“We have to take many steps because ultimately we’re looking not just for an arrest. We want to have a very thorough and accurate investigation. We work hand-in-hand with the prosecutor. And that investigation is active.”
The family is assuming police have everything they need for an open and shut case of vehicular homicide: an intoxicated driver, an accident involving a motorcycle and a car, and a dead motorcyclist.
But the details just haven’t come to light yet, leaving a number of questions unanswered. Maybe police didn’t charge the driver with a murder-related charge because there’s no evidence yet suggesting it’s the driver’s fault. Some reports have said Grant’s reckless riding caused his death.
On September 7, the day of the accident, Officer Cari made contact with the Acura’s driver, who said as he was driving just past the Sylvan intersection, Grant tried to go around his car, and struck the vehicle’s passenger side.
The driver said he “never saw nor heard the motorcycle until it had impacted the passenger side of his vehicle.”
It turns out that the driver of the Acura wasn’t the only one to have described the incident like that.
Press conference outside police headquarters at 1 Union Ave.
Posted by New Haven Independent on Wednesday, December 11, 2019
Officer Garcia interviewed a neighbor who said she witnessed the accident as well. She stated she saw Grant on his motorcycle attempt to pass the Acura on the right-hand side. During that attempted pass, Grant struck the side of the driver’s car according to the witness.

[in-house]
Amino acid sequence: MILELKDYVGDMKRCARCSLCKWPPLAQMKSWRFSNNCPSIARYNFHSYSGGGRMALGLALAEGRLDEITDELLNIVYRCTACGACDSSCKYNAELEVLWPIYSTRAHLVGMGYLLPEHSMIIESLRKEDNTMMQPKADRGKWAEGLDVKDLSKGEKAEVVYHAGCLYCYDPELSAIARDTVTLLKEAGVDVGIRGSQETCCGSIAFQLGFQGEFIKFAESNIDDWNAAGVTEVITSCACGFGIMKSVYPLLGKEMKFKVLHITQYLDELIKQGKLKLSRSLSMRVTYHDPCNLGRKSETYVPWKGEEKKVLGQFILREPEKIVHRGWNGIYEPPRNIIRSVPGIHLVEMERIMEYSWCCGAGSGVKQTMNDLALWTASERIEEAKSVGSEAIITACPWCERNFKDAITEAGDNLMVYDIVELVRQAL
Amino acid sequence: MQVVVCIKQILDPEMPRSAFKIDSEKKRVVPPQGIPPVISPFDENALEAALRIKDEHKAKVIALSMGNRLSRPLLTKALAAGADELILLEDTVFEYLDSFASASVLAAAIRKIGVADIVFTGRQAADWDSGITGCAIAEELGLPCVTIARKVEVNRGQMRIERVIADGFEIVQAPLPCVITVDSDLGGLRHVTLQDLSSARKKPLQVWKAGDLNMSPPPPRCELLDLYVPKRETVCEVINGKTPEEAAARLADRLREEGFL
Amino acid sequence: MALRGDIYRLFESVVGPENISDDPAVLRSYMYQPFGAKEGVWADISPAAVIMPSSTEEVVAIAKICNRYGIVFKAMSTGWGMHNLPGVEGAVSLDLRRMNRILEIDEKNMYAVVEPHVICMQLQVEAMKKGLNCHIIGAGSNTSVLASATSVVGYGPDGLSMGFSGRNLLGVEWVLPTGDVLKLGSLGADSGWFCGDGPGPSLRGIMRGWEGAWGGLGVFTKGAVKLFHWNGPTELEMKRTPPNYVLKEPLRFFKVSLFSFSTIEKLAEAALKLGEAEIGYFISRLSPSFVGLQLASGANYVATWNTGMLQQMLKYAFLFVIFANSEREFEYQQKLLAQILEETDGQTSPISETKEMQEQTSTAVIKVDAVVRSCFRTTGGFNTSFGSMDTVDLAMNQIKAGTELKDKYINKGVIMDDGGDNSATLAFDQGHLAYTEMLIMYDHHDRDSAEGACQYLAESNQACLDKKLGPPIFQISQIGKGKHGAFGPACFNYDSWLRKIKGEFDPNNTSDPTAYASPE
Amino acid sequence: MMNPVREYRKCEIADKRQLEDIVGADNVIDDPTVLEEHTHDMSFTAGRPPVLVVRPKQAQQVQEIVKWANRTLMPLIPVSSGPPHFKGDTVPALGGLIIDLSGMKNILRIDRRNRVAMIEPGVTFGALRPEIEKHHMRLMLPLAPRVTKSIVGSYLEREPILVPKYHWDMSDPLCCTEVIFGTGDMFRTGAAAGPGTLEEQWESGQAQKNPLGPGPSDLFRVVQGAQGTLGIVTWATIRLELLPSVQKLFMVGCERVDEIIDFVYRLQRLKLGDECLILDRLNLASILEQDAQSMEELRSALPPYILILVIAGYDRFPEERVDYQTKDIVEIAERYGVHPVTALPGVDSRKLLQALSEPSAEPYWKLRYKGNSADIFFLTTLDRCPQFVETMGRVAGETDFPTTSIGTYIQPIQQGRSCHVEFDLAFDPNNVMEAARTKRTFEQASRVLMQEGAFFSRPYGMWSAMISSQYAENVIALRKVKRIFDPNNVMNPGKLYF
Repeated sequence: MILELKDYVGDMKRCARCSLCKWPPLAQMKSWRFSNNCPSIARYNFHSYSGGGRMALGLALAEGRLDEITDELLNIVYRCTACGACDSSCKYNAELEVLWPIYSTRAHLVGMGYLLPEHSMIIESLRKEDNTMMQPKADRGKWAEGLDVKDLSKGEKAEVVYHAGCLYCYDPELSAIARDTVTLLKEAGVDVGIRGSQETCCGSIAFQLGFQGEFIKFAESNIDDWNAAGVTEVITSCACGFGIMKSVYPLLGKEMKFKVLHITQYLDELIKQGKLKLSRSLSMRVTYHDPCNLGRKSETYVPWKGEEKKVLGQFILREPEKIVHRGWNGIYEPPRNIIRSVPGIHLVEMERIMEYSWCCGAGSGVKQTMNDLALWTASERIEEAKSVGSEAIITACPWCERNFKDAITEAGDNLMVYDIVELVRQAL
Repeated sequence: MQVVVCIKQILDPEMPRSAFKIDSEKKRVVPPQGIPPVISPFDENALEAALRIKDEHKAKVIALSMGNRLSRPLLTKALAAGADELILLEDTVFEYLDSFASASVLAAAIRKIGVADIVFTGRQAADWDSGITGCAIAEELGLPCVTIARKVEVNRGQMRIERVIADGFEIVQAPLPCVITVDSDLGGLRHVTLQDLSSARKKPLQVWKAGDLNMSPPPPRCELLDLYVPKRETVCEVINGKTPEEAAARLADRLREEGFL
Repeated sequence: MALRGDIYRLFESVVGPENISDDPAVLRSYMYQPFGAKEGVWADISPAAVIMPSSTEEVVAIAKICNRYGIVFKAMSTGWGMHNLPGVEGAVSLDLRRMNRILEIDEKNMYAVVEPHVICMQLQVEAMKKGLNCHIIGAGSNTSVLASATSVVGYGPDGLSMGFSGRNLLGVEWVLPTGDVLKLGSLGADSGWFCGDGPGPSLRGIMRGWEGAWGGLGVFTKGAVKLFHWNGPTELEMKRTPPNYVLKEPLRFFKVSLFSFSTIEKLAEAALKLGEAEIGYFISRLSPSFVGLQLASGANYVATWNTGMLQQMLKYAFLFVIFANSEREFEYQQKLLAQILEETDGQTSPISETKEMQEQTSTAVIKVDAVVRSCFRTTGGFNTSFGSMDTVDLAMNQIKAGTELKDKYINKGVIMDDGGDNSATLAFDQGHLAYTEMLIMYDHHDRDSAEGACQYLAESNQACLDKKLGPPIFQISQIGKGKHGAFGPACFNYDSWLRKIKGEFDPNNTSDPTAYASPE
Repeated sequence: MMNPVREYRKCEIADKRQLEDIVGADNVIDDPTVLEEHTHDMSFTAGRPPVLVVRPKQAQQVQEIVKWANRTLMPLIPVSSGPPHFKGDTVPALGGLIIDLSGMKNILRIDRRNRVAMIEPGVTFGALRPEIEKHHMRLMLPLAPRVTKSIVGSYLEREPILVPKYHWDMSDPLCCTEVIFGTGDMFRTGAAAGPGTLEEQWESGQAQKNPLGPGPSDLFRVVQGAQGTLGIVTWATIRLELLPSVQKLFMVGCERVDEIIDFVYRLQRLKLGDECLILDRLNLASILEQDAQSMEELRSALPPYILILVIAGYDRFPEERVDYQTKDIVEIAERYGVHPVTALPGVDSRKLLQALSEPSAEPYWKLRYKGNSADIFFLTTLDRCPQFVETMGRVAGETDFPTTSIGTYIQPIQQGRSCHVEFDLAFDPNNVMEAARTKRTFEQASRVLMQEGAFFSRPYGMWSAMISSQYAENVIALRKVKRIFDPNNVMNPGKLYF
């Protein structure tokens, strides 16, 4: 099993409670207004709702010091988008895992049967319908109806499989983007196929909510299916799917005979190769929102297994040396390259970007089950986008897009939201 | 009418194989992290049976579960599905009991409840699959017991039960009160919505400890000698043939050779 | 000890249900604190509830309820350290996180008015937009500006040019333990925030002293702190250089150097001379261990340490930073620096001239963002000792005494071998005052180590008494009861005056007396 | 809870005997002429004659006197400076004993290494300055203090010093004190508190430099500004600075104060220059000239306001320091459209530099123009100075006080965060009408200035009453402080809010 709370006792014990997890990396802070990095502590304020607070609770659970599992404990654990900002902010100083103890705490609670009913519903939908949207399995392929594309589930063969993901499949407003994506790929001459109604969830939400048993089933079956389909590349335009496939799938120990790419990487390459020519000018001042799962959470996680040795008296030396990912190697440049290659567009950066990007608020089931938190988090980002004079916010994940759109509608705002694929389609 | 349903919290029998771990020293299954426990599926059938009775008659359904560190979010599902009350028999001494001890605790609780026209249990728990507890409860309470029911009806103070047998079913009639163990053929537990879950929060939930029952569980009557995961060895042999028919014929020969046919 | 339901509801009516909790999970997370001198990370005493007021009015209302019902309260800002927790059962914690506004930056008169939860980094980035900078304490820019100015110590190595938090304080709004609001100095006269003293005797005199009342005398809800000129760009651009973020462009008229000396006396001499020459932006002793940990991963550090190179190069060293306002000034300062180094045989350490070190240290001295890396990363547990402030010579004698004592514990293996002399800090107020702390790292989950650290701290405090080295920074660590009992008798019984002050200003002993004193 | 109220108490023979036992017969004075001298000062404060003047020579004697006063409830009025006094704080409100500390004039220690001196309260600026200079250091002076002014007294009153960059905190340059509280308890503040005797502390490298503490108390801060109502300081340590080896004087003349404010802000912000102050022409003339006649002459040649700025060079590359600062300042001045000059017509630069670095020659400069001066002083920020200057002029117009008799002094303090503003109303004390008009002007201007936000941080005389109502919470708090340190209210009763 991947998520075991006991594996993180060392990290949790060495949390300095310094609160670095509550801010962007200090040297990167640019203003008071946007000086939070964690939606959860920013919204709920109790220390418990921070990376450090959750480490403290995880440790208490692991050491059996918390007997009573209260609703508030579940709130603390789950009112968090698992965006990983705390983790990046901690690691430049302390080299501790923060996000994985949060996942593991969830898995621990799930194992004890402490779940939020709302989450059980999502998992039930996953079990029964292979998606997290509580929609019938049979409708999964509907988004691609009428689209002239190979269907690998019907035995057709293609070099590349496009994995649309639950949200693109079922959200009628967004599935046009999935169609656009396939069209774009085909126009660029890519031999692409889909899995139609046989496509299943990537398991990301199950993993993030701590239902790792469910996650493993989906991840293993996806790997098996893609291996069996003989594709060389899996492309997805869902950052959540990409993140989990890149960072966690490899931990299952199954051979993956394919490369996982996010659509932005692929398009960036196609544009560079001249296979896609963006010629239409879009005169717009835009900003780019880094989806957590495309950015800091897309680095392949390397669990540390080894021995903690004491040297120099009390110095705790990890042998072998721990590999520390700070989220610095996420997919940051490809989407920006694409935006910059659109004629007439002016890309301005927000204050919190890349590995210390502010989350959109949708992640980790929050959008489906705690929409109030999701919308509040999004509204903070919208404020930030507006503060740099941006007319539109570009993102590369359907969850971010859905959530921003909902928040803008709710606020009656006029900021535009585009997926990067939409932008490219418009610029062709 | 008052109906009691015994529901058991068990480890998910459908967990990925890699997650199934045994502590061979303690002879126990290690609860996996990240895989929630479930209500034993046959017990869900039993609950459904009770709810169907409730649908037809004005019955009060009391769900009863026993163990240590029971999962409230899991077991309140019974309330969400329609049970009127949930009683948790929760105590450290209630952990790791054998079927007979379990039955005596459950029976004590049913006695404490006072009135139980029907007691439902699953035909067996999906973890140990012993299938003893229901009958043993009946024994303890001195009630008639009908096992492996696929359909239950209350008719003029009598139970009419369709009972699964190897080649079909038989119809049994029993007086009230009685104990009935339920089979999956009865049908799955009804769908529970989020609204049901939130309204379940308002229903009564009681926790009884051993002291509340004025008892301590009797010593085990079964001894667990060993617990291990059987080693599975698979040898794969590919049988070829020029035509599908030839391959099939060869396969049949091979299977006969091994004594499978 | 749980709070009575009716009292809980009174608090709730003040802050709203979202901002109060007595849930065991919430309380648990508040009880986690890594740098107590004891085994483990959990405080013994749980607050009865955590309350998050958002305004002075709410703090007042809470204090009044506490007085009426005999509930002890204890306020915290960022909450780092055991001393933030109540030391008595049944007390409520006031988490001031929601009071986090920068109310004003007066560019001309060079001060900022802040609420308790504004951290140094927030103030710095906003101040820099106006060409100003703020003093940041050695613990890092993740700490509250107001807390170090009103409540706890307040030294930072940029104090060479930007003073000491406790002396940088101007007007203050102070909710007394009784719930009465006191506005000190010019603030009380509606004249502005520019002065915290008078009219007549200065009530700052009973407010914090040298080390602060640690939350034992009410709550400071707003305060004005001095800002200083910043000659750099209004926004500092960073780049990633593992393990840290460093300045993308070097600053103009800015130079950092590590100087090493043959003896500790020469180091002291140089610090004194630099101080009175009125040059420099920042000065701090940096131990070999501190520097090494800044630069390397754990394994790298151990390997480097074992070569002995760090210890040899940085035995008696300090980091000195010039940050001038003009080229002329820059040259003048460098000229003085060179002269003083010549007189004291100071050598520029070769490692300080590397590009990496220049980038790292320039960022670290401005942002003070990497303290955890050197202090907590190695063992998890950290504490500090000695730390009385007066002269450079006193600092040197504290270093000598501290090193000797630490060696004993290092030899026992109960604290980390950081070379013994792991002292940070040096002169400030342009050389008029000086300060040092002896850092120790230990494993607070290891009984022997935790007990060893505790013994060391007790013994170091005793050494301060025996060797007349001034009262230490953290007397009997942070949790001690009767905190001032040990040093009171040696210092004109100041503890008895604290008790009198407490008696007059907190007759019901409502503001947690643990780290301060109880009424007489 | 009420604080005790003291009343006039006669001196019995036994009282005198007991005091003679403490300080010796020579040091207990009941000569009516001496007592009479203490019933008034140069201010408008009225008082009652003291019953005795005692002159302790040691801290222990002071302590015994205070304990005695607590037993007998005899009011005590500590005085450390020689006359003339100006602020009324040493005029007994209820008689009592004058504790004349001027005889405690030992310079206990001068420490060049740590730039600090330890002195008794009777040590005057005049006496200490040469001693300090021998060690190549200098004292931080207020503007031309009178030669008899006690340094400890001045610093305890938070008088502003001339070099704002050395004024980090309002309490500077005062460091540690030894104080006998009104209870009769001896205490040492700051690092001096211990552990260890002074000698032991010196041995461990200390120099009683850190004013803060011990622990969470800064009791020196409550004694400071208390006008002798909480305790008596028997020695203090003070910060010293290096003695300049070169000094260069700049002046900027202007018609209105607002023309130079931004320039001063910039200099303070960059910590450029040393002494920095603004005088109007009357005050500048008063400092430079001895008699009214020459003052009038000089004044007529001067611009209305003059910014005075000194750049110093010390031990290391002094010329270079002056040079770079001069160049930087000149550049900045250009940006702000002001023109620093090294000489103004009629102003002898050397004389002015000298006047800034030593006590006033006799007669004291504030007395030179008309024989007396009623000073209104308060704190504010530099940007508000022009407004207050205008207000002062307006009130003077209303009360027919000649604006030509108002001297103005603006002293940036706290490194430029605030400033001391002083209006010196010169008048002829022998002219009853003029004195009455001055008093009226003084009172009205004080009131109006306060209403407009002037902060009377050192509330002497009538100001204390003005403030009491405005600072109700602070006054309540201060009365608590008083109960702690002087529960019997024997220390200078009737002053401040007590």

Cari wrote that he and Garcia wound up arresting the driver and charged him with driving under the influence and driving without a license, mainly because of his performance during a field sobriety test.
According to one of the officer’s incident reports, the driver’s eyes were “glassy, glazed, and slightly red.” According to the driver, he hadn’t had a drop to drink that day, and surprisingly he registered a blood alcohol content of 0.000 when tested. The driver also submitted a urine test where those results have not yet been released or tested.
The arresting officers claimed the driver “did not count his steps out loud as instructed” and that he lacked a smooth pursuit in his footing while also not turning correctly during a walk-and-turn portion of a field sobriety test.
While those do qualify as reasons to arrest for a suspect DUI, it is hardly concrete of anything, especially if the urine test comes back as free of any narcotic.
Up to this point, it sounds like the police have done great work communicating with the family and not making hasty charges in the process of the investigation. The family in this case is simply out of line with their baseless accusations against police investigative processes and their demands for pitchfork styled justice to be doled out. They should perhaps focus on the possibility that Grant passed away from thoughtless driving.